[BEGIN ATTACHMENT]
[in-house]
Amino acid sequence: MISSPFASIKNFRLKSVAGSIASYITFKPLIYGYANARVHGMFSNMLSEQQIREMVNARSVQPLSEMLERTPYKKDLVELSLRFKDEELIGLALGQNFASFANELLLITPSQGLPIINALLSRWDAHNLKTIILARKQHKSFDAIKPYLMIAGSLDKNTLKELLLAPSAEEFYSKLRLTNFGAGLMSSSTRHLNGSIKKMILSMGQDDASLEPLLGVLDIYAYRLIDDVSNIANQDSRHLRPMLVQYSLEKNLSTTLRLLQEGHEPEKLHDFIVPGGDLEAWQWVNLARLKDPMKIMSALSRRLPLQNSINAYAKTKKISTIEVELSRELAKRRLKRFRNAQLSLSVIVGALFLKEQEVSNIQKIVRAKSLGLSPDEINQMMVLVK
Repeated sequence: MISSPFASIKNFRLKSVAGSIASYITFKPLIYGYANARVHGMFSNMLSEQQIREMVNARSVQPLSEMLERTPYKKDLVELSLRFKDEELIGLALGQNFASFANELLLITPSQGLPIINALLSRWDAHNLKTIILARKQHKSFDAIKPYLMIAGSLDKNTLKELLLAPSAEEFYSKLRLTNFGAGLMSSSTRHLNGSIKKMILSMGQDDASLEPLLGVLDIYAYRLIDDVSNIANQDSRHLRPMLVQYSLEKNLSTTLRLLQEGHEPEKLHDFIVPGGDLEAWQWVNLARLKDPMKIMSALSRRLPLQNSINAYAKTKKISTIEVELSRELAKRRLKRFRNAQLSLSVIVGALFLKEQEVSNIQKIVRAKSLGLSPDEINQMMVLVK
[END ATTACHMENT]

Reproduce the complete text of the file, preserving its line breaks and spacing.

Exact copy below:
[in-house]
Amino acid sequence: MISSPFASIKNFRLKSVAGSIASYITFKPLIYGYANARVHGMFSNMLSEQQIREMVNARSVQPLSEMLERTPYKKDLVELSLRFKDEELIGLALGQNFASFANELLLITPSQGLPIINALLSRWDAHNLKTIILARKQHKSFDAIKPYLMIAGSLDKNTLKELLLAPSAEEFYSKLRLTNFGAGLMSSSTRHLNGSIKKMILSMGQDDASLEPLLGVLDIYAYRLIDDVSNIANQDSRHLRPMLVQYSLEKNLSTTLRLLQEGHEPEKLHDFIVPGGDLEAWQWVNLARLKDPMKIMSALSRRLPLQNSINAYAKTKKISTIEVELSRELAKRRLKRFRNAQLSLSVIVGALFLKEQEVSNIQKIVRAKSLGLSPDEINQMMVLVK
Repeated sequence: MISSPFASIKNFRLKSVAGSIASYITFKPLIYGYANARVHGMFSNMLSEQQIREMVNARSVQPLSEMLERTPYKKDLVELSLRFKDEELIGLALGQNFASFANELLLITPSQGLPIINALLSRWDAHNLKTIILARKQHKSFDAIKPYLMIAGSLDKNTLKELLLAPSAEEFYSKLRLTNFGAGLMSSSTRHLNGSIKKMILSMGQDDASLEPLLGVLDIYAYRLIDDVSNIANQDSRHLRPMLVQYSLEKNLSTTLRLLQEGHEPEKLHDFIVPGGDLEAWQWVNLARLKDPMKIMSALSRRLPLQNSINAYAKTKKISTIEVELSRELAKRRLKRFRNAQLSLSVIVGALFLKEQEVSNIQKIVRAKSLGLSPDEINQMMVLVK